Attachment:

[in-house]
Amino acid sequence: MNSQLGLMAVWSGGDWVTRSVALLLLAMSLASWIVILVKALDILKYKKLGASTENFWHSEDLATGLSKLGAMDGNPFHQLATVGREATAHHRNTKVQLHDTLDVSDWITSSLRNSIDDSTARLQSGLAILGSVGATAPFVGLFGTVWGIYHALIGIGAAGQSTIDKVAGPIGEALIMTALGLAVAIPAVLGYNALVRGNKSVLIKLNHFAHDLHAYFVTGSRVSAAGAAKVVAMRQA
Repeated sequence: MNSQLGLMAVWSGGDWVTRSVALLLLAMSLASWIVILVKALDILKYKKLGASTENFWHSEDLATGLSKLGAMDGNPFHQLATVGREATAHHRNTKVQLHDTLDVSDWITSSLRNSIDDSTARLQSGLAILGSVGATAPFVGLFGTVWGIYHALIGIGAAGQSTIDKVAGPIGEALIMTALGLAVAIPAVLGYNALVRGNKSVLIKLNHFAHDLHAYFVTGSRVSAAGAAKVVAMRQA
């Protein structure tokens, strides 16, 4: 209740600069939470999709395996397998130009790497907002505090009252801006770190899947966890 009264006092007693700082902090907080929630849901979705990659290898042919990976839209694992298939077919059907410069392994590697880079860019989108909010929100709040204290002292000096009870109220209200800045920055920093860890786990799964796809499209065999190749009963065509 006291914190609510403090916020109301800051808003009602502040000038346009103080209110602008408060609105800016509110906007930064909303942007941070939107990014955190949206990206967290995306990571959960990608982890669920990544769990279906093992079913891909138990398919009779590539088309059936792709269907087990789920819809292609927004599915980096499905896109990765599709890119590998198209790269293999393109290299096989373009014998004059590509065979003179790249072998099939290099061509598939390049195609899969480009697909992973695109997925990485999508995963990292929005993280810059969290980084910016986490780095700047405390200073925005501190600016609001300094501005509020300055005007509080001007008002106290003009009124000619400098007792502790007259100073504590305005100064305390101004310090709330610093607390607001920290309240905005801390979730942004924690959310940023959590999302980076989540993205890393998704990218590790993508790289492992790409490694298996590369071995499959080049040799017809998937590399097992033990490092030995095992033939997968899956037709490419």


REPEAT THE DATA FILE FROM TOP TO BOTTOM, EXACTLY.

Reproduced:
[in-house]
Amino acid sequence: MNSQLGLMAVWSGGDWVTRSVALLLLAMSLASWIVILVKALDILKYKKLGASTENFWHSEDLATGLSKLGAMDGNPFHQLATVGREATAHHRNTKVQLHDTLDVSDWITSSLRNSIDDSTARLQSGLAILGSVGATAPFVGLFGTVWGIYHALIGIGAAGQSTIDKVAGPIGEALIMTALGLAVAIPAVLGYNALVRGNKSVLIKLNHFAHDLHAYFVTGSRVSAAGAAKVVAMRQA
Repeated sequence: MNSQLGLMAVWSGGDWVTRSVALLLLAMSLASWIVILVKALDILKYKKLGASTENFWHSEDLATGLSKLGAMDGNPFHQLATVGREATAHHRNTKVQLHDTLDVSDWITSSLRNSIDDSTARLQSGLAILGSVGATAPFVGLFGTVWGIYHALIGIGAAGQSTIDKVAGPIGEALIMTALGLAVAIPAVLGYNALVRGNKSVLIKLNHFAHDLHAYFVTGSRVSAAGAAKVVAMRQA
């Protein structure tokens, strides 16, 4: 209740600069939470999709395996397998130009790497907002505090009252801006770190899947966890 009264006092007693700082902090907080929630849901979705990659290898042919990976839209694992298939077919059907410069392994590697880079860019989108909010929100709040204290002292000096009870109220209200800045920055920093860890786990799964796809499209065999190749009963065509 006291914190609510403090916020109301800051808003009602502040000038346009103080209110602008408060609105800016509110906007930064909303942007941070939107990014955190949206990206967290995306990571959960990608982890669920990544769990279906093992079913891909138990398919009779590539088309059936792709269907087990789920819809292609927004599915980096499905896109990765599709890119590998198209790269293999393109290299096989373009014998004059590509065979003179790249072998099939290099061509598939390049195609899969480009697909992973695109997925990485999508995963990292929005993280810059969290980084910016986490780095700047405390200073925005501190600016609001300094501005509020300055005007509080001007008002106290003009009124000619400098007792502790007259100073504590305005100064305390101004310090709330610093607390607001920290309240905005801390979730942004924690959310940023959590999302980076989540993205890393998704990218590790993508790289492992790409490694298996590369071995499959080049040799017809998937590399097992033990490092030995095992033939997968899956037709490419």